Roy Beck's Picture

Updated:  

  by  Roy Beck

Tuesday's Texas Republican runoff appears to ensure another major shift in next year's Senate toward immigration enforcement and protecting American workers from unfair foreign labor competition.  Ted Cruz won an upset victory in part on immigration policy promises that would place him in sharp contrast to the retiring Sen. Kay Bailey Hutchison.  

NumbersUSA's "Immigration-Reduction Grade Cards" rank Sen. Hutchison's career voting record in the bottom 10% of  all congressional Republicans.

But Cruz made pledges for vigorous enforcement against illegal immigration and for deep cuts in legal immigration that would place him at the very top of NumbersUSA's ratings.  This transformation of the Texas Senate seat is virtually assured, as nearly all analysts expect the Republican will win in November.  

This echoes the shift Indiana Republicans created earlier by defeating incumbent Sen. Richard Lugar who is rated by NumbersUSA as having the worst career immigration record of any Republican in the Senate. Both the Republican candidate who defeated Lugar and the Democratic nominee for that Senate seat have strong pro-enforcement records and platforms, guaranteeing that the Indiana Senate seat will be filled next year by a much greater protector of American workers when it comes to immigration policies.  

Much of the reporting on Cruz's victory has focused on him as an outsider challenging the establishment.  In no area is that as true as on the issue of immigration.  Cruz's promises to put American workers of all ethnicities and backgrounds ahead of lobbyist demands for mass immigration sets him at odds with most statewide Republican leaders, including Sen. Hutchison and these three.  

  • Cruz defeated Lt. Gov.David Dewhurst who epitomized the typical Texas establishment's casual approach to immigration. While endorsing a mandatory workplace verification system that he never assisted while in office, Dewhurst has been less than enthusiastic when it comes to border security and interior enforcement. As Texas Senate President he was a roadblock to key enforcement legislation. And Dewhurst declined to support any reductions in the importation of a million new immigrants a year during this time of high unemployment.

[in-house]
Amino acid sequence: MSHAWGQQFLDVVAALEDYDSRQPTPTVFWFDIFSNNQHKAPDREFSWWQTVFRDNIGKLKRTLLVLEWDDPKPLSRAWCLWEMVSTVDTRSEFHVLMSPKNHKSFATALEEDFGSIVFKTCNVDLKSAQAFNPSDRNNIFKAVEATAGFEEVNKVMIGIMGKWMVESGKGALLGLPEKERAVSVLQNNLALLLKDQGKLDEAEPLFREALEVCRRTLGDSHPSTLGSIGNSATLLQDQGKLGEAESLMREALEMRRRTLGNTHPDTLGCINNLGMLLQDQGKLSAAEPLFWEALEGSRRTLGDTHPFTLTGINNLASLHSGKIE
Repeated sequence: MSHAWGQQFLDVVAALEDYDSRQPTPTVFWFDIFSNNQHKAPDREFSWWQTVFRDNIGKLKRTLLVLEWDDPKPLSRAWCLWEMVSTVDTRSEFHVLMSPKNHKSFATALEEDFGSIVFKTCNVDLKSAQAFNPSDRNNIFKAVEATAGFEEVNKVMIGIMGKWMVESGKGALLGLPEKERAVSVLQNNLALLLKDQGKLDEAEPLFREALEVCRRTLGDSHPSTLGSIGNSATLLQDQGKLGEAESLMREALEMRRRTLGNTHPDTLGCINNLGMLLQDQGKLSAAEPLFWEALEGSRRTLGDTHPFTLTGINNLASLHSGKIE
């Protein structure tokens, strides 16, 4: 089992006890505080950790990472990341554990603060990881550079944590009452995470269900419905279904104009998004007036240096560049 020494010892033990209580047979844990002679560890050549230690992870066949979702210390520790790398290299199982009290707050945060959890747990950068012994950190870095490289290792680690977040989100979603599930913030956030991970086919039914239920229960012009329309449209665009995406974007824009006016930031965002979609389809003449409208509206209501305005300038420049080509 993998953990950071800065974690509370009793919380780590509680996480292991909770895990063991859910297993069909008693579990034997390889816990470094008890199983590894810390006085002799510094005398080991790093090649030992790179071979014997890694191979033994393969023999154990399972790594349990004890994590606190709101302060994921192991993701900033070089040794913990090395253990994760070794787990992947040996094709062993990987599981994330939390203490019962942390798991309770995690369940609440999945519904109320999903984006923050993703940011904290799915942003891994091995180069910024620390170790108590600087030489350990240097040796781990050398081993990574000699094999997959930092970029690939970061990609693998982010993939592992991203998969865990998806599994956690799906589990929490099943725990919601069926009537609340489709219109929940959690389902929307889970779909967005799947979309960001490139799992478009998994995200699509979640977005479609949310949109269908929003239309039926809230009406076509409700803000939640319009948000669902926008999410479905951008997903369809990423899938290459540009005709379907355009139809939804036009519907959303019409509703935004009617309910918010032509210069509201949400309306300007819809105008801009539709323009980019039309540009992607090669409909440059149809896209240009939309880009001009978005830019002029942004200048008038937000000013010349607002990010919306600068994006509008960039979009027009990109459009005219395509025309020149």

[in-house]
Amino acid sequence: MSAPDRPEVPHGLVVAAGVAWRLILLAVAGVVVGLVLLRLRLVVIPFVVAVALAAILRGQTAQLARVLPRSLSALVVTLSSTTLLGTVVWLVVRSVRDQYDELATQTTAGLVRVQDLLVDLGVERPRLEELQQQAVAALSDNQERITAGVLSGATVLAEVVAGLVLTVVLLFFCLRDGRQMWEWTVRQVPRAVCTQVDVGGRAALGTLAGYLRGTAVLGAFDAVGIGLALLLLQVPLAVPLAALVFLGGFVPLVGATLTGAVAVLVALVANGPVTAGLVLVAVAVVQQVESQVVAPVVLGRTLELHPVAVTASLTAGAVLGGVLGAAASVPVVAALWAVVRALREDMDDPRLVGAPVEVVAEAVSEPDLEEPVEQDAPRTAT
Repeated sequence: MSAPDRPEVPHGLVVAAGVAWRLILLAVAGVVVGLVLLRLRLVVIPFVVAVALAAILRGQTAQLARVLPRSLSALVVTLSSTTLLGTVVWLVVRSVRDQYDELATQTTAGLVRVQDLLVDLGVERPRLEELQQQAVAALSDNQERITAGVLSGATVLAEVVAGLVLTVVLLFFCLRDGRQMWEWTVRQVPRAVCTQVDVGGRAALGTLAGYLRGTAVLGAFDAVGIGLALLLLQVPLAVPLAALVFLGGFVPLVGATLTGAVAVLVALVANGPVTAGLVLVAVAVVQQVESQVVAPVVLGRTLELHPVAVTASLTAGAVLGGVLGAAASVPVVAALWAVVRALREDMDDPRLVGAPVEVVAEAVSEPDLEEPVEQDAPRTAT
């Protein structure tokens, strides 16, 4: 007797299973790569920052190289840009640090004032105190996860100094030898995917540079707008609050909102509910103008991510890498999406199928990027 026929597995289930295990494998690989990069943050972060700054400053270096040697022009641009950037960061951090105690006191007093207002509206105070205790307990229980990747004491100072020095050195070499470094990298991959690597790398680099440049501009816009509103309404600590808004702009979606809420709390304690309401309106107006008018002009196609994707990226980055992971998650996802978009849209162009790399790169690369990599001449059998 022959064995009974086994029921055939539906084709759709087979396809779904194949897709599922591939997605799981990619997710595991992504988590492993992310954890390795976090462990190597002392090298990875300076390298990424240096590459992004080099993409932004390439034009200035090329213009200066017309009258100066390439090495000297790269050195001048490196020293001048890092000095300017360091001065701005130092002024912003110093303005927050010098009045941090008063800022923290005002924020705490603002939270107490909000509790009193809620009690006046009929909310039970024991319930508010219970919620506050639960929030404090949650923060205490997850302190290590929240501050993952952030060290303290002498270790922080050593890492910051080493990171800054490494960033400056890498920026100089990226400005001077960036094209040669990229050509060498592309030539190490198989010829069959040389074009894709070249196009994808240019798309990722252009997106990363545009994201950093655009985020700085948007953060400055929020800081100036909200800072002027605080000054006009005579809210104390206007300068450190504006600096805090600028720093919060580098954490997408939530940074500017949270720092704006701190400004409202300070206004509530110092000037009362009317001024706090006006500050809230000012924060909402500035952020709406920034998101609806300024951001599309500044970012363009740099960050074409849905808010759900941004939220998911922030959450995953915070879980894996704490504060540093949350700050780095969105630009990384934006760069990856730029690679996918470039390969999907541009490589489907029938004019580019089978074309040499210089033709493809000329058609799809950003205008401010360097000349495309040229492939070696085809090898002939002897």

• Texas Gov. Rick Perry went from front-runner to drop-out in the Republican presidential race after his similar lacklustre immigration record became known.
  • And former Texas Gov. and U.S. President George Bush was a champion of rewards for illegal immigration as well as increases in the importation of immigrant workers.

Cruz signed a NumbersUSA survey saying he will be a different kind of Texas Republican.  

Cruz promised to support several "attrition through enforcement" measures that would remove the jobs and benefits magnets from illegal immigration, while insisting on state and federal cooperation in enforcing laws already on the books. Even more significantly, he signaled to unemployed Americans that he opposes the continued importation of a million new immigrants each year to compete with them for U.S. jobs.  He said he would support the elimination of chain migration, visa lottery and other categories of immigration that needlessly make it more difficult for the 20 million Americans who want a full-time job to find one in construction, manufacturing, service and other occupations.

ROY BECK is CEO & Founder of NumbersUSA

Tags:  
Elections
NumbersUSA's blogs are copyrighted and may be republished or reposted only if they are copied in their entirety, including this paragraph, and provide proper credit to NumbersUSA. NumbersUSA bears no responsibility for where our blogs may be republished or reposted.